GEOGLAM (GEO Global Agricultural Monitoring) Crop Assessment Tool

The Group on Earth Observations, a partnership of governments and international organizations, developed the Global Agricultural Monitoring (GEOGLAM) initiative in response to the growing calls for improved agricultural information. The goal of GEOGLAM is to strengthen the international community’s capacity to produce and disseminate relevant, timely and accurate forecasts of agricultural production at national, regional and global scales through the use of Earth Observations (EO), which include satellite and ground-based observations. This initiative is designed to build on existing agricultural monitoring programs and initiatives at national, regional and global levels and to enhance and strengthen them through international networking, operationally focused research, and data/method sharing.

The GEOGLAM Crop Monitor provides the Agricultural Market Information System (AMIS) with an international and transparent multi-source, consensus assessment of crop growing conditions, status, and agro-climatic conditions, likely to impact global production. This activity covers the four primary crop types (wheat, maize, rice, and soy) within the main agricultural producing regions of the AMIS countries. These assessments have been produced operationally since September 2013 and are published in the AMIS Market Monitor Bulletin. The Crop Monitor reports provide cartographic and textual summaries of crop conditions as of the 28th of each month, according to crop type.

Sources and Disclaimers: The Crop Monitor assessment is conducted by GEOGLAM with coordination from the University of Maryland. Inputs are from the following partners (in alphabetical order): Argentina (Buenos Aires Grains Exchange, INTA), Asia Rice Countries (AFSIS, ASEAN+3 & Asia RiCE), Australia (ABARES & CSIRO), Brazil (CONAB & INPE), Canada (AAFC), China (CAS), EU (EC JRC MARS), Indonesia (LAPAN & MOA), International (CIMMYT, FAO, IFPRI & IRRI), Japan (JAXA ), Mexico (SIAP), Russian Federation (IKI), South Africa (ARC & GeoTerraImage & SANSA), Thailand (GISTDA & OAE), Ukraine (NASU-NSAU & UHMC), USA (NASA, UMD, USGS – FEWS NET, USDA (FAS, NASS)), Viet nam (VAST & VIMHE-MARD). The findings and conclusions in this joint multi-agency report are consensual statements from the GEOGLAM experts, and do not necessarily reflect those of the individual agencies represented by these experts. Map data sources: Major crop type areas based on the IFPRI/IIASA SPAM 2005 beta release (2013), USDA/NASS 2013 CDL, 2013 AAFC Annual Crop Inventory Map, GLAM/UMD, GLAD/UMD, Australian Land Use and Management Classification (Version 7), SIAP, ARC, and JRC. The GEOGLAM crop calendars are compiled with information from AAFC, ABARES, ARC, Asia RiCE, Bolsa de cereales, CONAB, INPE, JRC, FAO, FEWS NET, IKI, INTA, SIAP, UHMC, USDA FAS, and USDA NASS.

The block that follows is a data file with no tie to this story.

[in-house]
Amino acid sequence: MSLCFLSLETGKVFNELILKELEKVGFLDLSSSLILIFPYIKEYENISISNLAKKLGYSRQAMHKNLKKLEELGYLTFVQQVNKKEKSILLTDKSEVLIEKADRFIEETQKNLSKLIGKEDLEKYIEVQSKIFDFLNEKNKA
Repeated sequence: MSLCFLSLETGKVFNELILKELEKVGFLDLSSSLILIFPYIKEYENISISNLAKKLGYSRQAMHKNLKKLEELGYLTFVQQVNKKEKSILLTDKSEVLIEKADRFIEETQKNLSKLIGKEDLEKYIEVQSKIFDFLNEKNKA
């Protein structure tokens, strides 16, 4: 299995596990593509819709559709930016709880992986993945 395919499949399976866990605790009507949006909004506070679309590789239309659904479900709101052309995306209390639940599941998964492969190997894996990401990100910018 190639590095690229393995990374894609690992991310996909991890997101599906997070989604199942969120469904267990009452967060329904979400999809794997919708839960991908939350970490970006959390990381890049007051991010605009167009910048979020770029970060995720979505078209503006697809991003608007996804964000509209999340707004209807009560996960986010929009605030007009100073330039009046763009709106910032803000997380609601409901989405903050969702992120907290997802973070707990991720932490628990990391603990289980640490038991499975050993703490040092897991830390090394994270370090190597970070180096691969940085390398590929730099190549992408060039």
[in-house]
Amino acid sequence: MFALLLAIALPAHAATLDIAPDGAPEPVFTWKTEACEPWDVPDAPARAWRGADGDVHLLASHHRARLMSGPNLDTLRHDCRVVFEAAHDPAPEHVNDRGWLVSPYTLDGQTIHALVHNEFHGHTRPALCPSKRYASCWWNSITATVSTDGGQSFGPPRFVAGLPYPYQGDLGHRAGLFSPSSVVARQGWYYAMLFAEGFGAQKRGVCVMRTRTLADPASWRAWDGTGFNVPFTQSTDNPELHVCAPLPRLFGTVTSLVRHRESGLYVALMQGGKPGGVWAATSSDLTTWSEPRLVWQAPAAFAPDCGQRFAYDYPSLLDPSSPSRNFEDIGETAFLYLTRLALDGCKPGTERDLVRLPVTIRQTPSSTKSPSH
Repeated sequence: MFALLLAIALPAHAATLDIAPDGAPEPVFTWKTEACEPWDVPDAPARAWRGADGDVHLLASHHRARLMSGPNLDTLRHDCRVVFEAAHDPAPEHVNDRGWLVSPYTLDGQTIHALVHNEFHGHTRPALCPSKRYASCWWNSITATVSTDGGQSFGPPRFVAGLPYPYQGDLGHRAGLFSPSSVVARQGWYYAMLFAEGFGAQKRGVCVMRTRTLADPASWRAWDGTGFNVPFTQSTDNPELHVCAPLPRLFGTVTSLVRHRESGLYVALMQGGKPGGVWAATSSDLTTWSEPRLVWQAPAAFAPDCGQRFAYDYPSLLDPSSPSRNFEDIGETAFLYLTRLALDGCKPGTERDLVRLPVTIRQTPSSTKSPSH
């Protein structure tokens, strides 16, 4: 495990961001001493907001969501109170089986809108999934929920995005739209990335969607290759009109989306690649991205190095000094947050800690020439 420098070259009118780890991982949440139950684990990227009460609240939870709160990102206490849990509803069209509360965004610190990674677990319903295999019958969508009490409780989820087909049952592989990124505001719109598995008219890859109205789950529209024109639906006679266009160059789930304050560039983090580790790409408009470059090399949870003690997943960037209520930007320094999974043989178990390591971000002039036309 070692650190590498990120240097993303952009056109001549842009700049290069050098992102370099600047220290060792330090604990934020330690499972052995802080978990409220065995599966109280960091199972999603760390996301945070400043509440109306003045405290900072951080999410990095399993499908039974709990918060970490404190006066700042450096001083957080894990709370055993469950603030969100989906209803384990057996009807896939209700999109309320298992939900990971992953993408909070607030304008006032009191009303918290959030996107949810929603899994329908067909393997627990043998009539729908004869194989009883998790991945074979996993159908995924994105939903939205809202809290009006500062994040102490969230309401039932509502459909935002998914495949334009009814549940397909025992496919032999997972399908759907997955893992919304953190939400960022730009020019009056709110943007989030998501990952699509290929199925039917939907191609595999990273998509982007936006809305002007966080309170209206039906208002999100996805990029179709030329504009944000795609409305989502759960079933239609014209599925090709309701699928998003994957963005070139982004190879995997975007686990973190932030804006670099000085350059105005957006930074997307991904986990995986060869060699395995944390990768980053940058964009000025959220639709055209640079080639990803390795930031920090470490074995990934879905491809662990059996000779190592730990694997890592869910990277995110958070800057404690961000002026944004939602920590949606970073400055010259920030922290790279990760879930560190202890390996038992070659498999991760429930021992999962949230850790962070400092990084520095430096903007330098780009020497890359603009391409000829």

Evaluation of Extension Reforms in Brazil

To evaluate the impacts of the rural extension policy (PNATER), five territories were selected in three different Brazilian states, including Alto Jequitinhonha (Minas Gerais State), Cantuquiriguaçu (Paraná State), Pontal do Paranapanema (São Paulo State), São Paulo’s Southwestern (São Paulo State), and Vale do Ribeira (Paraná State). An indicator system was elaborated to collect and analyze data from farmers and extension agents in each territory. 12 indicators were proposed to accomplish the desired evaluation. These indicators express the meaningful aspects of the extension reform policy document’s values, principles, and objectives.

Data collection instruments were composed of questionnaires focusing on objective questions, allowing only closed answers to identify the interviewee’s perception of his or her reality. The possibilities for responses were elaborated on a five-point Likert scale—from the least to the greatest—asking respondents to indicate how much they agree or disagree, approve or disapprove, or believe to be true or false. The questionnaire for family farmers was composed of 56 questions, encompassing different indicators, among which three were specific for black rural and indigenous communities. The researchers also added questions from the Brazilian Food Insecurity Scale.

In total researchers conducted 1,000 interviews with farmers and 87 interviews with extensionists (in some territories the goal of 20 interviews with the extensionists in each territory was not achieved due to the difficulty in contacting them or their unavailability in the study period) in the five territories between August 2014 to January 2015.